Like Ios and Mykonos, Santorini is another island in the Cyclades, and is easily the most visually stunning of the three. The Minoan volcanic eruption that occurred 3600 years ago obliterated much of the landscape, leaving massive cliffs, craters, and a large water-filled caldera. The eruption is often believed to be the inspiration for the legend of Atlantis. The traditional town of Oia is worth a trip, as is most everything on the island. Santorini is the location most likely to take your breath away in all of Greece, and should absolutely be visited after you’ve had your fill of the nearby party lifestyle.
It’s the largest, most populated, and arguably most well known Greek island. Gorgeous beaches, remnants of some of the oldest civilizations in the country, and great food are just a few reasons why Crete has remained a popular getaway. The size of the island means there is much more diversity here than in many other destinations on this list. Cliffs, coves, and sandy beaches line the coasts while snowcapped mountains can be found in the interior. Overall however, it’s the culture of the land that makes a lasting impression on so many that make the trip. The local diet is incredibly healthy but also very tasty. In addition, great wines and shot of raki can give you a kick to go along with your meal. Crete serves as a great window into the Greek way of life and history, while also maintaining its own unique culture.
Both the island and city of Corfu are worth a trip if you’re looking for a slightly different experience than some of the other destinations. The island was an important defense point against the Ottoman Turks, and the city has been declared a “castle city” as result of its many fortifications. The island has been under both Venetian and British rule at various points in its history, and influences of both can still be seen – from Italian inspired cuisine to a love of cricket. The old town of Corfu is a maze of narrow cobblestone streets that, while confusing, can be a joy to explore. Take the time to discover both the city and the island, and you’ll come across many imposing historical fortifications that offer great views of the bays, cities, and surrounding landscape.
How much does it cost?
Like most far away destinations, getting there is expensive and this is especially true with Greece. Expect a round trip flight between Pearson and Athens to run at least $1200 Canadian or more. Definitely look at layovers as opposed to non stop flights (as they can be around $200 more expensive). Be sure to adjust your arrival and departure dates as well as your airline of choice to find the best possible deal.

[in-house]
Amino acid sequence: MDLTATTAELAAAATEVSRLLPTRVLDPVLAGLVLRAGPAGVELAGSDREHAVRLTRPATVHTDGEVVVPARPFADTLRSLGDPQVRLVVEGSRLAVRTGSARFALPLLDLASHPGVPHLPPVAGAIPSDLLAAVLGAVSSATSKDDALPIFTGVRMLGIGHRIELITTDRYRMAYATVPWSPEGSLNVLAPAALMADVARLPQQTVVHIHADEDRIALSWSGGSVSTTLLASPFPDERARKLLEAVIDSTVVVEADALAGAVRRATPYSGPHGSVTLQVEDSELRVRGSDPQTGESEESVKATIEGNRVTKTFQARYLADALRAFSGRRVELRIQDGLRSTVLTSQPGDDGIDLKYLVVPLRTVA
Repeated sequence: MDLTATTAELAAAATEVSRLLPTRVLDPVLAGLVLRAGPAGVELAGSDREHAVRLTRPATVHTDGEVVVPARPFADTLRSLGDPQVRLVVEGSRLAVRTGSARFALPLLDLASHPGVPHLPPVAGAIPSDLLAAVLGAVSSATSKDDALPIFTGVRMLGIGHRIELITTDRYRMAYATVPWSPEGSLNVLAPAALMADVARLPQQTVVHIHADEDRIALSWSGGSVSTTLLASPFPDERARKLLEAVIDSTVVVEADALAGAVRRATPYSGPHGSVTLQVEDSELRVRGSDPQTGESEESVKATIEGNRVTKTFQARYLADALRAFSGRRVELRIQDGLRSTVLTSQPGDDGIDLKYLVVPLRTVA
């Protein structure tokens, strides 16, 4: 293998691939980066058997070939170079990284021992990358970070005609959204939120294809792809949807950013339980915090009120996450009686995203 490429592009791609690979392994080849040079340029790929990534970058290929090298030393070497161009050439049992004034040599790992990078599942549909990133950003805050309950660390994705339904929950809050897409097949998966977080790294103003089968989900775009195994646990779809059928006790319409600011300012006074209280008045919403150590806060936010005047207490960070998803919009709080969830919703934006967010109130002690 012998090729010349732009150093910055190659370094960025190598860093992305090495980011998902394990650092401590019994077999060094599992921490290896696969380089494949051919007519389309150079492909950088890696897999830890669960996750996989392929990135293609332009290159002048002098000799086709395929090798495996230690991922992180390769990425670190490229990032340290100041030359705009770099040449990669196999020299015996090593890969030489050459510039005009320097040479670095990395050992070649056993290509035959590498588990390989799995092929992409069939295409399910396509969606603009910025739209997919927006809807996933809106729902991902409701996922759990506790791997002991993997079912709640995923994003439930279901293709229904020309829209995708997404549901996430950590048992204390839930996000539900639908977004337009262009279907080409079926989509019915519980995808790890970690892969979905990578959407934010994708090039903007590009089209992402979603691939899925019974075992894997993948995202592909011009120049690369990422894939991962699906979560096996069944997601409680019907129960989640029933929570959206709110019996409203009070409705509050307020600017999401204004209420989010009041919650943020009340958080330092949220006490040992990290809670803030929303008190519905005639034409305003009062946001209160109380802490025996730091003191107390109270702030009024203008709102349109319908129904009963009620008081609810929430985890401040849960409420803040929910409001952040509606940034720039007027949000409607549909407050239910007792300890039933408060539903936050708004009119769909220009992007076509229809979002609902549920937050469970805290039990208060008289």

Despite the well-publicized economic problems in the Eurozone and Greece in particular, it is not an overly cheap place to visit. On average expect to spend about $118 per day, with a budget of $57 for accommodation and $37 for food. If you’re thrifty, you could probably get by with closer to $48 per day while the high-end lifestyle will cost around $283 per day. These prices will vary considerably depending on where you are. Though the islands are beautiful and one of the main reasons to visit Greece, expect many of the more popular ones to set you back a bit. Still, there are always bargains and less-touristy areas waiting to be discovered if you look hard enough.
Health and Safety
There is no nationwide advisory for Greece and the Canadian government recommends normal security procedures throughout the whole country. That being said, there are still potential dangers you should be aware of. Due to the austerity measures imposed on Greece, protests and demonstrations are common, especially in Athens. These can occur on short notice and may turn violent, so definitely avoid all public gatherings. Keep in mind these can also disrupt local transport so you might have your plans forcefully changed. There are also periodic terrorist attacks or bombings perpetrated by ultra-left groups, so be aware especially in urban areas.
Though the transportation infrastructure has been greatly improved, road safety is not great and the accident rate is among the highest in the EU. Be careful as there are aggressive drivers, difficult terrain, dangerous motorcycles and mopeds, and sometimes-shoddy rental cars (be sure to rent from a legit agency).
Petty crime is a danger as it usually is in tourist areas. To stay safe, avoid secluded areas in urban regions. In addition, the Athens districts of Monastiraki and Omonia are best avoided. Sexual assaults have also been known to occur, particularly on the islands, so be wary of accepting drinks or rides from strangers.
Overall though, Greece is a relatively safe country despite the current political, economic, and social problems they face. As long as you use your best judgment, there shouldn’t be anything standing in the way of a truly memorable trip – for all the right reasons.
These are just a few examples of where to go in Greece, there’s tons more to see and do. If you think somewhere else should be on the list, let us know in the comments. Check out our past Country of the Week for more general information about the history and culture of Greece. For more information about currency in Greece, check out our spotlight on the euro.